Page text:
U.S. farmers have been up in arms over China’s decision to launch anti-dumping and anti-subsidy investigations over imports of sorghum. Now, they’re canceling corn cargoes.
As I noted last week, China canceled four cargoes of U.S. corn in January. In turn, they purchased corn from Ukraine, a country that has seen tough weather conditions along the Black Sea. At a time that U.S. farmers prepare for another bumper crop, is it fair to say that this is part of a growing trend from the Chinese? Those 210,000 MT were quite a blow to morale.
While there have been concerns about trade policy between China and the United States, we have to unpack what happened with those four corn cargoes. Millers in China require specific permits to handle GMO corn. When the millers buying those cargoes didn’t have the right paperwork, they were forced to turn to Ukraine to source non-GMO grain.
China isn’t the export market that it used to be. Back in 2011/12 U.S. corn exports totaled 5.147 million MT. Back in 2012, almost every ear of corn came from the U.S. corn belt. But China began buying from rival Ukraine and looked into nearby markets like Laos.
By 2014/15, that figure had fallen to 474,000 MT, and 85% decline. China’s massive corn reserves and the uptick in production reduced the need for a steady stream of U.S. corn. The nation also has been pushing back on all things GMO.
The numbers this year aren’t terribly hot either. From September 1, 2017, to February 1, 2018, total commitments for Chinese corn purchases sit at just 200,508 MT. The hope moving forward is that China’s massive feed and ethanol markets will renew interest in U.S. corn.
Right now, however, there isn’t much reason to expect a sudden shift in China’s corn policy.
China traders cancel U.S. corn cargoes on tighter GMO controls, buy from Ukraine: sources
BEIJING (Reuters) – Some Chinese buyers have cancelled corn purchases from the United States and switched to
rival supplier Ukraine, as Beijing tightens controls on processing genetically modified strains of the crop, three trade
sources and an analyst told Reuters.
Any prolonged shift by one of the world’s top corn importers would unnerve U.S. farmers as they prepare to harvest a bumper
crop this year and could potentially mark a new front in trade tensions festering between China and the United States.
Chinese buyers late last year stepped up purchases of U.S. corn, which is mostly genetically modified, following a rally in
But the sources said it had become tougher for Chinese grain mills to get permits to process genetically modified corn this
year, forcing some traders that supply them to instead turn to non-GMO shipments from Ukraine.
China’s agricultural ministry did not respond to a request for comment, while the trade sources declined to be identified
as they were not authorised to speak with media.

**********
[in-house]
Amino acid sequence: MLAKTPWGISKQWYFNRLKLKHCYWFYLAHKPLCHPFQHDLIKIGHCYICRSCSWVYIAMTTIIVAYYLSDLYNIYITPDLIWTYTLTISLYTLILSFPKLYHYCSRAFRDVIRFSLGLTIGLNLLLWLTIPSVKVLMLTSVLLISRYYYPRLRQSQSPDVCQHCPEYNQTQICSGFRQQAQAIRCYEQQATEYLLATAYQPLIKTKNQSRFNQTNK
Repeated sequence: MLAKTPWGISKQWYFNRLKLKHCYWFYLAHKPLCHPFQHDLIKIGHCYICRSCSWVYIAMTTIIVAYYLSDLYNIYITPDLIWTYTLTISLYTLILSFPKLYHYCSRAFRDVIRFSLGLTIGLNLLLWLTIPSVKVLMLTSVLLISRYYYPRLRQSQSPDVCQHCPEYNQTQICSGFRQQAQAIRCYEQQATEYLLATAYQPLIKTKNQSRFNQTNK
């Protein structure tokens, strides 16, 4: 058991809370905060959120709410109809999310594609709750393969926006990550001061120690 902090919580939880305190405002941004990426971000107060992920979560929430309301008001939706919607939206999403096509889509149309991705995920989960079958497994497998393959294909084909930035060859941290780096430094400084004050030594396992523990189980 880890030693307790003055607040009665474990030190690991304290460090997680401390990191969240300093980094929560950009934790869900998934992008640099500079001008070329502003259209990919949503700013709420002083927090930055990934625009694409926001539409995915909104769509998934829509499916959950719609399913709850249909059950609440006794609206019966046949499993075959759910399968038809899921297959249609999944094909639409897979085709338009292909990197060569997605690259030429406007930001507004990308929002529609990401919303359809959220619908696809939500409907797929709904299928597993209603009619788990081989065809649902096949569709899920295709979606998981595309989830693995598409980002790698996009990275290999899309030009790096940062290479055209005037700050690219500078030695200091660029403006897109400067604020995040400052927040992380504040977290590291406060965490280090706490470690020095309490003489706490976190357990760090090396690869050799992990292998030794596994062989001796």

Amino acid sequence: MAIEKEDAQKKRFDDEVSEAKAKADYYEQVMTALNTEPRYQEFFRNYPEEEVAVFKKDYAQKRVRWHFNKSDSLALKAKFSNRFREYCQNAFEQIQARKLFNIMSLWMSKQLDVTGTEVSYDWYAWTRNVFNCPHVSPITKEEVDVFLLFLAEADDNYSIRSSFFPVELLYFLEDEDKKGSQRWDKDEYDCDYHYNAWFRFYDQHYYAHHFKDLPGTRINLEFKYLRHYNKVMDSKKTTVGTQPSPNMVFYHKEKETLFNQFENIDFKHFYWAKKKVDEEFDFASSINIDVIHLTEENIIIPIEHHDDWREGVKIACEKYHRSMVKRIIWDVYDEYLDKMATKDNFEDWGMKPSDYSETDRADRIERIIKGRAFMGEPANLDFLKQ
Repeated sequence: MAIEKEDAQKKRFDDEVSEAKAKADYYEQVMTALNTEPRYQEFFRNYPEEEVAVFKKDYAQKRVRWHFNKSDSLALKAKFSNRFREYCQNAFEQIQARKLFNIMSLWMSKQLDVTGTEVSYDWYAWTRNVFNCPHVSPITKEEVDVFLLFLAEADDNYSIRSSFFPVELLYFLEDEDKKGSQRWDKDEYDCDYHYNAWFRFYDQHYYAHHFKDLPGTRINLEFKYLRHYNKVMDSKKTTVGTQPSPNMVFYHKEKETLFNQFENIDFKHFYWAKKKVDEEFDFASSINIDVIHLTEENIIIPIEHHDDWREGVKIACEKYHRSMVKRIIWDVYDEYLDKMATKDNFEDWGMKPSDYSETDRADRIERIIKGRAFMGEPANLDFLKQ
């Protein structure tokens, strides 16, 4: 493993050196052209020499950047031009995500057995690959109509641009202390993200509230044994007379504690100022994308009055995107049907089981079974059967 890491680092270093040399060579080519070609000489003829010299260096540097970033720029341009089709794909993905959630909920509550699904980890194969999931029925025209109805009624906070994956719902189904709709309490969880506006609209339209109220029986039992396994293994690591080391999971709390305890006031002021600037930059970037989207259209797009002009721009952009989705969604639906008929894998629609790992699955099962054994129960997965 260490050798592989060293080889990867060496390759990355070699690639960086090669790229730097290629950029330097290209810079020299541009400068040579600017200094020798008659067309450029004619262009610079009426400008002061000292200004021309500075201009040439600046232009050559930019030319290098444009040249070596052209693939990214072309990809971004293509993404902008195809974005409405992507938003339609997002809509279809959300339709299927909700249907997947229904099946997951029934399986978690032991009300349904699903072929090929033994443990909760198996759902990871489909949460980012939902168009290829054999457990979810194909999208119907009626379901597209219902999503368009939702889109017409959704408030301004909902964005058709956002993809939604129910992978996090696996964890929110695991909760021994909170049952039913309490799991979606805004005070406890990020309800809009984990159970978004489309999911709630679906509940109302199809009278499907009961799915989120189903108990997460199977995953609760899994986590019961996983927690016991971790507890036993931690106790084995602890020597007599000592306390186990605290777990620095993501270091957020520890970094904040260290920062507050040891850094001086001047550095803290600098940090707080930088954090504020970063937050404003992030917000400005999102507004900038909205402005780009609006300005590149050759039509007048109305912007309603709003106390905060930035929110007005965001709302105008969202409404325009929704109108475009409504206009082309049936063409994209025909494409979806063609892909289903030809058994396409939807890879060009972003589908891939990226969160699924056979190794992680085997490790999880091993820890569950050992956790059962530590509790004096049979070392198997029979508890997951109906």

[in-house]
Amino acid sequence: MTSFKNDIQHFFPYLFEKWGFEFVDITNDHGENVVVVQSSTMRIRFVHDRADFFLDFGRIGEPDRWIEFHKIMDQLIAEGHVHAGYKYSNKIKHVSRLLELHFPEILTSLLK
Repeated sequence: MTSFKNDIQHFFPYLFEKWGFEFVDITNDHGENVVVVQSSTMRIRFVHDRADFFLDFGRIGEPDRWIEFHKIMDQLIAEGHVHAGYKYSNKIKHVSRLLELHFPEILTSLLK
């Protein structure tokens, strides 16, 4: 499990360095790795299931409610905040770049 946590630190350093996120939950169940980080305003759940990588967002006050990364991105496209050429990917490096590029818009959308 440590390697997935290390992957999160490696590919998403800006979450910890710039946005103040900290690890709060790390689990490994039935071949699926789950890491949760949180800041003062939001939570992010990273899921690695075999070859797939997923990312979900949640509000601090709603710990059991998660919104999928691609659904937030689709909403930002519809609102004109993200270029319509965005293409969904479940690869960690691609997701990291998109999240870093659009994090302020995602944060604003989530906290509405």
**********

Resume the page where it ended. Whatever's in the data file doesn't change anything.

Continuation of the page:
“Traders this year have been more inclined to buy corn from Ukraine as it is non-GMO and doesn’t require the (processing)
permit,” said Cherry Zhang, analyst with Shanghai JC Intelligence.
“Even some who had ordered U.S. corn cancelled the orders and switched to Ukraine.”
It was unclear how many shipments had been affected, but one of the sources, a senior trader in Beijing, said up to four
cargoes totalling about 210,000 tonnes and worth about $40 million based on current prices had been cancelled last month as
end-users had not received permits to process GMO crops.
“For March (delivery), some people had no choice, they had to wash out, but for April and May, they are still waiting (to
see if their buyers get processing permits),” he said, using an industry term for cancelling an order.
The development comes as Beijing broadly increases scrutiny of genetically modified imports. Last year, it toughened the
application process for getting safety certificates for imports of GMO soybeans, delaying cargoes and curbing purchases.
Ukraine accounted for about two-thirds of China’s 2.83 million tonnes of corn imports last year, with the United States
making up a quarter.
Export prices from Ukraine have jumped on the higher demand, the senior trader said, rising by $20 since the start of the
year to this week hit their highest since July 2016 at $180 per tonne <MAZ-FOBUA-P1>.
“It is hard for U.S. corn to come in now due to the GMO issue. Getting the GMO processing permit is very difficult,”
said a corn trader in eastern China who cancelled a U.S. cargo.
“I had only ordered 7,000 tonnes of U.S. corn, but had to cancel the order and turned to Ukraine,” he said.
On Sunday, Beijing launched an anti-dumping and anti-subsidy investigation into imports of sorghum from the United States,
fuelling concerns in the industry that soybeans might be caught up in trade action.